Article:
New $12 million Baptist emergency department construction on schedule

Emergency room construction

Hospital staff and construction workers walk from the new patient loading and unloading area.

Baptist Memorial Hospital’s new $12 million emergency department is on schedule for its projected July 18 ribbon-cutting, according to Michael Barney, assistant project manager for Flintco, the general contractor. He added his company should be out of the building in June and then the furnishings and technical equipment will be installed.
While the ribbon-cutting is set for 10 a.m. that Friday, July 18, the facility will be open to the public afterward. “We want people to see it before it is in use,” Heather Reid, emergency department nurse manager said. Guided tours will be available, she added.
The new ER will go into service at 6 a.m. the following Monday, July 21, at 6 a.m. “The patients already in the old emergency room will continue their treatment from there until they are released,” Reid said. Any patient who goes to the ER at 6:01 will be treated in the new building.
One obvious benefit of the new department is size. It will have nearly triple the number of patient treatment rooms. Also, when a patient enters the building, he or she will be met by a nurse at the front desk who will immediately assess the level of the patient’s need. Less severe cases will go to one of the front rooms and probably be treated by a nurse practitioner. More serious cases will go to the next level of rooms and be seen by a physician while most serious will go to one of the trauma rooms. Everyone will go immediately to one of the rooms rather than wait in the lobby, and admission will be handled in the rooms.
Patient rooms are ringed around a central oblong core with nurses’ stations at each end. In the middle between the nurses’ stations will be administrative space but also a pharmacy just for the ER.
“Eighty percent of the mediation normally used in the hospital will be stored there,” Randy White, chief nursing officer said. Patient information, lab samples and, if needed, requests for unusual medication will be sent by pneumatic tubes from the ER to the main hospital – a process similar to what banks and some stores use. “This will really speed up treatment,” White said.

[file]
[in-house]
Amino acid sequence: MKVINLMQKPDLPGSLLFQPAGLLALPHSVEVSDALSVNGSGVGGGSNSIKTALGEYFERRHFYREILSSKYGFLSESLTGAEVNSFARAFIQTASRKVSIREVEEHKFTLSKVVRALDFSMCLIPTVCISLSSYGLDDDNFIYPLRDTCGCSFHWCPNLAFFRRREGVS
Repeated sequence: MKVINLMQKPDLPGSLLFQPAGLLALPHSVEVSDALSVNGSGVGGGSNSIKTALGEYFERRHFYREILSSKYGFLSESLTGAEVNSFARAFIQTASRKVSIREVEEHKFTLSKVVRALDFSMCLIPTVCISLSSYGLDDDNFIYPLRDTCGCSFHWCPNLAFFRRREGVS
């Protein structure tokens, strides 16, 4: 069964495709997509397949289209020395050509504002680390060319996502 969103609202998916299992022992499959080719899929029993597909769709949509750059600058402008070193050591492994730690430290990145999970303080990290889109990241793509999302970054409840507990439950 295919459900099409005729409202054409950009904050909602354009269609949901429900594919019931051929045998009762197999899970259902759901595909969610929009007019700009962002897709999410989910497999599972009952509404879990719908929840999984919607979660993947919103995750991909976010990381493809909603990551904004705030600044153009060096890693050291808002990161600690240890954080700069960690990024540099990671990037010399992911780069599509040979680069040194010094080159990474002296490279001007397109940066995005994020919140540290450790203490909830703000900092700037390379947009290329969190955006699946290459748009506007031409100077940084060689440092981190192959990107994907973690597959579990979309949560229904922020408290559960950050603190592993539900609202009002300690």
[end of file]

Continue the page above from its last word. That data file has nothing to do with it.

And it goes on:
The patient area will have consulting rooms and a room designated for patients who are waiting on lab test results, where they can recline if necessary. More restrooms will be located near the patient rooms, compared to the present ER’s only one. This will help with convenience as privacy, Reid said.
Two large rooms are designed for trauma cases but X-rays can be taken in any of the rooms without having to move the patient because carrier placement is built in and a reading station for the cassettes will be situated at the nurses’ station.
A new five-bay ambulance garage is near the new building, replacing the current situation in which only two can be parked inside and one under the ER canopy, White said. The department does have some staff working 24-hour shifts and they will now have sleeping quarters and their own space, as well as there being better space for the physicians when not actively on duty.
A new decontamination room will be directly accessible from outside near the ambulance entrance, replacing a more improvised way it has to be done now.
The new 64-slice CT scanner will have a permanent home in the new ER, although the hospital’s other scanner will remain in the radiology department.
Staff members predict the new department will work well. “We worked on these plans for 14 to 16 months before ground was broken,” Reid said.
Administrator Walter Graces said from the beginning that the construction schedule was ambitious but that he had no doubt it could be met.
“The winter was tough,” Barney said. “It did slow us down some, but we are getting it done.”
“There was nothing big, no game-changers,” he added.
“It’s been fun to watch,” White said.
“This will certainly be our best (ER) in terms of new technology,” Robbie Sills, assistant director of facilities for Baptist Memorial Health Care Corp., said. “The size is very generous compared to our other hospitals this size.”
Residents will have to get used to entering the ER from Oxford Road, by way of Coulter, Renasant Drive or Oxford Road itself, but several lighted signs will be placed to help provide guidance. Also, the new ER parking lot will have space for about 25 cars, in contrast to the only handful currently available.
Work was begun this past June with a then-projected completion date of August this year.